• Select your jobs wisely: Most people who go into business for themselves just want to get some money coming in the door, so they take on gigs to build a track record. Once you’ve established a price, it can be awfully hard to get above that price; pretty soon you are working many hours for, essentially, minimum wage. Learn early what your worth and stick with it — even in the lean times. It’s better to spend time networking for good paying work than it is to spend three days on a project for $100.
  • Make sure to check out potential clients: A big drawback of the Gig Economy is invoicing and the potential for getting stiffed. Don’t hesitate to ask a potential client for references and make sure to find out whether they pay their invoices on time. If a potential client can’t or won’t furnish references, take a pass.
  • Don’t work for free: You need to shut down a number of conversations quickly. Clients may offer you job in which your return is “exposure,” or they want to you to do a project to “see if you’re a good fit.” They essentially are looking for free work. You should move on.
  • Limit work-related calls: Factor in the amount of time you’ll have to spend on the phone doing a project in your proposal. Unless the client is willing to pay for that time, you run the danger of spending too much time on the project, lowering your rate of return.
  • May your work time off-limits to friends: A major advantage of the Gig Economy is that you are master of your schedule. That’s crucial to many parents. However, you have to be disciplined. Since you don’t report to a corporate office, friends and family may not respect the fact that you actually have to get work done to be able to send an invoice. Set expectations that certain hours are reserved for work, except for emergencies.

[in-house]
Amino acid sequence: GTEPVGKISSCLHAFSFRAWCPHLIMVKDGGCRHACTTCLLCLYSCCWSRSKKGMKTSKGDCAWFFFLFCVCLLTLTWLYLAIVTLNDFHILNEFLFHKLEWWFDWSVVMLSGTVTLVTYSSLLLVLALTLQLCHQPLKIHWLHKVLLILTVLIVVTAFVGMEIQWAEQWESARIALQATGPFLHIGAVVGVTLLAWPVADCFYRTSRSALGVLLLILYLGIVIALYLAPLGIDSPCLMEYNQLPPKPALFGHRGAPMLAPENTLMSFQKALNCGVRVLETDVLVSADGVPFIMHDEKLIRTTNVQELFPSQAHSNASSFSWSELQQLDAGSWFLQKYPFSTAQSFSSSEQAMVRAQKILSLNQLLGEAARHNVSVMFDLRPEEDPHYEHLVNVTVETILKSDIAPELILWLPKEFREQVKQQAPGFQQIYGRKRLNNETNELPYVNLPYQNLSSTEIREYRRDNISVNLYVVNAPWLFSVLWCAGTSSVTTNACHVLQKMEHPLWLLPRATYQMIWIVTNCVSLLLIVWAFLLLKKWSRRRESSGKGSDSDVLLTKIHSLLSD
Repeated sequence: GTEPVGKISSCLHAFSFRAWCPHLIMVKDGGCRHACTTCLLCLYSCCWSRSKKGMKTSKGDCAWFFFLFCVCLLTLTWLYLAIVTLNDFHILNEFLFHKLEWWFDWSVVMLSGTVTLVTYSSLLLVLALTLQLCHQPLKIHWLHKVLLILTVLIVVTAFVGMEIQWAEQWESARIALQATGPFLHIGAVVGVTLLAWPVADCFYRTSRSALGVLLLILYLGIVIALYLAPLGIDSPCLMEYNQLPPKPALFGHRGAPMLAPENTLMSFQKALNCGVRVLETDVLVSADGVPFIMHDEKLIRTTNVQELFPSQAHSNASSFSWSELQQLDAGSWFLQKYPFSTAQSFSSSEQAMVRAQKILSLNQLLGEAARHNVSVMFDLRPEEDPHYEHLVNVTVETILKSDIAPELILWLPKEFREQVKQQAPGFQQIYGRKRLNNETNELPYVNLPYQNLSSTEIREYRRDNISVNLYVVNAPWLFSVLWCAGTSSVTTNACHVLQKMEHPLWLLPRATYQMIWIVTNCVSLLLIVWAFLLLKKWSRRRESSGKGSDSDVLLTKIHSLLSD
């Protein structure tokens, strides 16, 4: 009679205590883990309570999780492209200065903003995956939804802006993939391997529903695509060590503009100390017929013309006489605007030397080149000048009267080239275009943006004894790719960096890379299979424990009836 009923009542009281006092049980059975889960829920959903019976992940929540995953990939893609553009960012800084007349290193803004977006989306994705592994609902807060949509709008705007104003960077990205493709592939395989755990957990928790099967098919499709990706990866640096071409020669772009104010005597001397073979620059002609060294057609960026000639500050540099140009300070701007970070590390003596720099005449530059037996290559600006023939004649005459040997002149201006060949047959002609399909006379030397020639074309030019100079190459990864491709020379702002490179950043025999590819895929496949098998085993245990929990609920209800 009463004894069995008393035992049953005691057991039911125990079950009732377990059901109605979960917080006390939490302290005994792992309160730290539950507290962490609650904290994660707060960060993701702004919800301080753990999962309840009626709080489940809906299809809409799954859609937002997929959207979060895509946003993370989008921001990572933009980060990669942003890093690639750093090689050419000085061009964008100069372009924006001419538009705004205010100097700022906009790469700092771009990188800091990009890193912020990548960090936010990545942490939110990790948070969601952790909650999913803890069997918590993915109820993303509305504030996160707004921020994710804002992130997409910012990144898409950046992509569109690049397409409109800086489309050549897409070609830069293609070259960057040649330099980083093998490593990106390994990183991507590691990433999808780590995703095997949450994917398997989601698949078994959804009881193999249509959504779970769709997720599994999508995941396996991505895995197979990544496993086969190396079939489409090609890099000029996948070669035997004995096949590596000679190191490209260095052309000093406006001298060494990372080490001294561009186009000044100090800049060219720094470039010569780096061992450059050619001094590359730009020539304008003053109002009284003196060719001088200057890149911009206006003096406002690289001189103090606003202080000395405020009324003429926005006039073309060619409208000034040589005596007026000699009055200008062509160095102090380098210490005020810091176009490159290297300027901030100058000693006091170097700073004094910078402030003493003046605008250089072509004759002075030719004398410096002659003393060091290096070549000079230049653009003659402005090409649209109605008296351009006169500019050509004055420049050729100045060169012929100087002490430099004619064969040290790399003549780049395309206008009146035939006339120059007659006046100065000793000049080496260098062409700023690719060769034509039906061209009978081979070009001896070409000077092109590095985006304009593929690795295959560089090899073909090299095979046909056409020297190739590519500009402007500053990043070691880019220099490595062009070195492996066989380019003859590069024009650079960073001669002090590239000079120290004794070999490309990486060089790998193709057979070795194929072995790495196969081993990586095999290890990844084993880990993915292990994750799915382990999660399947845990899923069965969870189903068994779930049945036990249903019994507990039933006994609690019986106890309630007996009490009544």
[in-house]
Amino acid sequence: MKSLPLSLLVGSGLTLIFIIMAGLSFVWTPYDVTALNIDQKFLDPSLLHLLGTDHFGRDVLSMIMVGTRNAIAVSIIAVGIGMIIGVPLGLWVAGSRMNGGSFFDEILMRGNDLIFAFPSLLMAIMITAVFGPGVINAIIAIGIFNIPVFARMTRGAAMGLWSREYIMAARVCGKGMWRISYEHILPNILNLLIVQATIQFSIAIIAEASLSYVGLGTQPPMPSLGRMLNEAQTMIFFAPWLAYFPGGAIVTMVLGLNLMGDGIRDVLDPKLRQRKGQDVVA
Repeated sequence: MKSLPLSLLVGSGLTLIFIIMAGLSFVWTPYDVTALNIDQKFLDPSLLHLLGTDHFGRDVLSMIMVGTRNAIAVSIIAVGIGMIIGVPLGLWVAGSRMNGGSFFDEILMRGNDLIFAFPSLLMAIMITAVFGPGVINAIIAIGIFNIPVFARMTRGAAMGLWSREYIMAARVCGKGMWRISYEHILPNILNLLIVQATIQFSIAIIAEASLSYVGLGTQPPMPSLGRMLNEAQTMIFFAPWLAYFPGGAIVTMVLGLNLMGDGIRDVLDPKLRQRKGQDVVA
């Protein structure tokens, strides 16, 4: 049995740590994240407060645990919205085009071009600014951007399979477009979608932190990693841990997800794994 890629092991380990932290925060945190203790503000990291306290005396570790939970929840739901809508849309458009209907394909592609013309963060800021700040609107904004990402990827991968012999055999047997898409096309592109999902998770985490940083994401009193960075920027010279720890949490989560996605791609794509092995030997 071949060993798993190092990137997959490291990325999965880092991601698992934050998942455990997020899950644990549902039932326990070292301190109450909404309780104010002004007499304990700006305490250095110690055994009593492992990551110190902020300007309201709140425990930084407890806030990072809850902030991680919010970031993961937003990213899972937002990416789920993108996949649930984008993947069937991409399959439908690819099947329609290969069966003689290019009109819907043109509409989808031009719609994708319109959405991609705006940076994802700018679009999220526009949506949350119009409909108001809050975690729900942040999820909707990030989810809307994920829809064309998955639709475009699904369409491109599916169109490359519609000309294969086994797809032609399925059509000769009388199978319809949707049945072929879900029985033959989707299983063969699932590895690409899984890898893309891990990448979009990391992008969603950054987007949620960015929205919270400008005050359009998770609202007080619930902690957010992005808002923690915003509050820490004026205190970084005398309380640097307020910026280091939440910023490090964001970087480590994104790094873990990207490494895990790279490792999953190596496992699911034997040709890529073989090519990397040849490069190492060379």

• Make a schedule and stick to it: Without someone looking over your shoulder, it’s far too easy to get an extra 30 minutes of sleep or check your Facebook status. Time is your most valuable commodity, no matter what you do. You can’t get it back, so set a schedule to use it wisely.
  • Treat yourself like a business: Watch your expenses. Create a professional invoicing template. Develop an elevator pitch. Present yourself well in public. Tone down the Facebook rhetoric if you lean too far one way or the other. Stick to inexpensive business cards. Learn how to use social media to market yourself.
  • Get professional tax advice: You pay your own taxes now. There are lots of advantages to being an independent contractor. Learn what you can do and, more importantly, what you can’t. Nothing shuts down a business more quickly than a big IRS bill.
  • Don’t isolate yourself: Too many people make the mistake of believing that modern technology is all you need to find work. If you can master that, great. The rest of us need to get out and mingle, even if it’s to just find other people like us. In any city of size, there are a plethora of networking groups where you can find potential clients, potential partners or people who know people who may need some work done. If you want to know how to maximize your time at these events, check out our networking tips. To get started, check out or mine your Facebook friends for suggestions.